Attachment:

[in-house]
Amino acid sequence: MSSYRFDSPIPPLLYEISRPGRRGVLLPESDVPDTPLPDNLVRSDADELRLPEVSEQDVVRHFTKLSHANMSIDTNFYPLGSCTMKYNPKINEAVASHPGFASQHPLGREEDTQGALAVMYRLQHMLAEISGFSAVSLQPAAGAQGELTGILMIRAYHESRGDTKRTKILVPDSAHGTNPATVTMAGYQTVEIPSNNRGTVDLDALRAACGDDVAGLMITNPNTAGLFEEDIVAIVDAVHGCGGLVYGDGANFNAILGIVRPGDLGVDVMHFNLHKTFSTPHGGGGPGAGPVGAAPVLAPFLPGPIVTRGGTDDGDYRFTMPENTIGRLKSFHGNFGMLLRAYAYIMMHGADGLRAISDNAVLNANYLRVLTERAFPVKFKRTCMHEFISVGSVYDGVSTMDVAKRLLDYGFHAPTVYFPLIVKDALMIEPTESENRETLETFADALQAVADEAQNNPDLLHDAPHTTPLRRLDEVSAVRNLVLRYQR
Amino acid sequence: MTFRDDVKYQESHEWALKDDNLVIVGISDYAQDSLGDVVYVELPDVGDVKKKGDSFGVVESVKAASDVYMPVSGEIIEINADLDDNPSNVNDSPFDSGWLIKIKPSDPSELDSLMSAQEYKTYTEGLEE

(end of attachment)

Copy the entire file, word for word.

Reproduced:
[in-house]
Amino acid sequence: MSSYRFDSPIPPLLYEISRPGRRGVLLPESDVPDTPLPDNLVRSDADELRLPEVSEQDVVRHFTKLSHANMSIDTNFYPLGSCTMKYNPKINEAVASHPGFASQHPLGREEDTQGALAVMYRLQHMLAEISGFSAVSLQPAAGAQGELTGILMIRAYHESRGDTKRTKILVPDSAHGTNPATVTMAGYQTVEIPSNNRGTVDLDALRAACGDDVAGLMITNPNTAGLFEEDIVAIVDAVHGCGGLVYGDGANFNAILGIVRPGDLGVDVMHFNLHKTFSTPHGGGGPGAGPVGAAPVLAPFLPGPIVTRGGTDDGDYRFTMPENTIGRLKSFHGNFGMLLRAYAYIMMHGADGLRAISDNAVLNANYLRVLTERAFPVKFKRTCMHEFISVGSVYDGVSTMDVAKRLLDYGFHAPTVYFPLIVKDALMIEPTESENRETLETFADALQAVADEAQNNPDLLHDAPHTTPLRRLDEVSAVRNLVLRYQR
Amino acid sequence: MTFRDDVKYQESHEWALKDDNLVIVGISDYAQDSLGDVVYVELPDVGDVKKKGDSFGVVESVKAASDVYMPVSGEIIEINADLDDNPSNVNDSPFDSGWLIKIKPSDPSELDSLMSAQEYKTYTEGLEE